She said: “When a person is suicidal they are put on maximum observation. They just sit there until someone attempts to do something, and then they restrain them.”

She added: “It is a well-known fact that if you go into a psychiatric ward and you have a physical health problem, that physical health problem will not be dealt with.”

And she said there was “no way somebody with a mental health problem should be detained in a police cell. It is traumatic, it is degrading, and you feel like you have committed a crime.”

The EHRC inquiry made recommendations in four areas: in learning lessons and “creating rigorous systems and processes”; a stronger focus on meeting basic responsibilities to keep detainees safe; more transparency and robust investigations; and the adoption of a new human rights framework across hospitals, police cells and prisons.

The human rights framework sets out practical steps to prevent deaths, including a duty to put in systems to protect lives, and to investigate any death for which the state may have some responsibility; freedom from bullying, staff neglect and unlawful physical restraint; effective risk assessments; and appropriate treatment and support.

Parallel research in Scotland did not find the same concerns as in England and Wales, although the inquiry did make recommendations on integrating human rights principles into the system, improving training and support to staff, and for better data collection.

Mark Hammond, chief executive of the EHRC, said the inquiry showed “serious cracks” in the mental health system, which needed “urgent action and a fundamental culture shift” to tackle “unacceptable and inadequate” levels of support.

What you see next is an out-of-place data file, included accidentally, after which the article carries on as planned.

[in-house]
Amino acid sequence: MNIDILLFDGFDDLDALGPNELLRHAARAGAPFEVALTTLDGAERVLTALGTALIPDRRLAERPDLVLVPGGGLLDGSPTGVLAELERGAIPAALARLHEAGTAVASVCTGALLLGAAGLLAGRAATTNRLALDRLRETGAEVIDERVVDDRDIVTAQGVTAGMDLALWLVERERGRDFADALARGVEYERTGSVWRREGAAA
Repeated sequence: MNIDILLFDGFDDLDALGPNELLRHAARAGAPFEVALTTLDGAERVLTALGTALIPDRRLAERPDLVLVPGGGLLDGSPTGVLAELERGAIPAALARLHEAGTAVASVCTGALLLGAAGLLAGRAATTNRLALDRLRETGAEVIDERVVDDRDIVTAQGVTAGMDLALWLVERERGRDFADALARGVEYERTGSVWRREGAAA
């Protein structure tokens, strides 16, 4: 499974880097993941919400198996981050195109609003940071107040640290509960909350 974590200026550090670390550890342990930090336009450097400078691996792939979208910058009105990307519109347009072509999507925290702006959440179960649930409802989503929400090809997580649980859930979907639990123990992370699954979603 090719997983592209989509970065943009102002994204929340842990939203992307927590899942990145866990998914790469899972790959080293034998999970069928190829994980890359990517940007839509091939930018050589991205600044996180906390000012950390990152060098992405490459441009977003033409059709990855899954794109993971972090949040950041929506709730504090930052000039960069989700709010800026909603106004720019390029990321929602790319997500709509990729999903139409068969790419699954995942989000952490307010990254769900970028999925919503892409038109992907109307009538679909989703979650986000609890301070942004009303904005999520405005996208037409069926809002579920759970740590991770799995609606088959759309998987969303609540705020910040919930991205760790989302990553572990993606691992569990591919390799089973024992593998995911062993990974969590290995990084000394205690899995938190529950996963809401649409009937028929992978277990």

He said that recommendations on “openness and transparency and learning from mistakes” were about “getting the basics right”.

A spokeswoman for the government, in a cross-departmental response, said: “It is vital that all services — NHS, prisons and the police — are honest and open when things go wrong, and work with families and staff to prevent further tragedies.

“Many of these deaths could have been prevented with the right care and support.

“The government is working with NHS England and the Care Quality Commission to improve the way these deaths are investigated and we’ve launched a zero suicide ambition for the health service.

“We are reviewing the way we care for high-risk prisoners and already work closely with police forces, the Independent Police Complaints Commission and other partners to prevent deaths in custody and to take action to minimise the risks to all detainees.”

Among the measures the government has taken is a national review of case-notes to work out the percentage of avoidable deaths in different hospitals.

The Ministerial Council for Deaths in Custody, which oversees deaths in police custody, considers lessons to be learnt following a death and is responsible for developing a “legislative and policy framework to help prevent deaths in any state custody setting”, the spokesman said.

News provided by John Pring at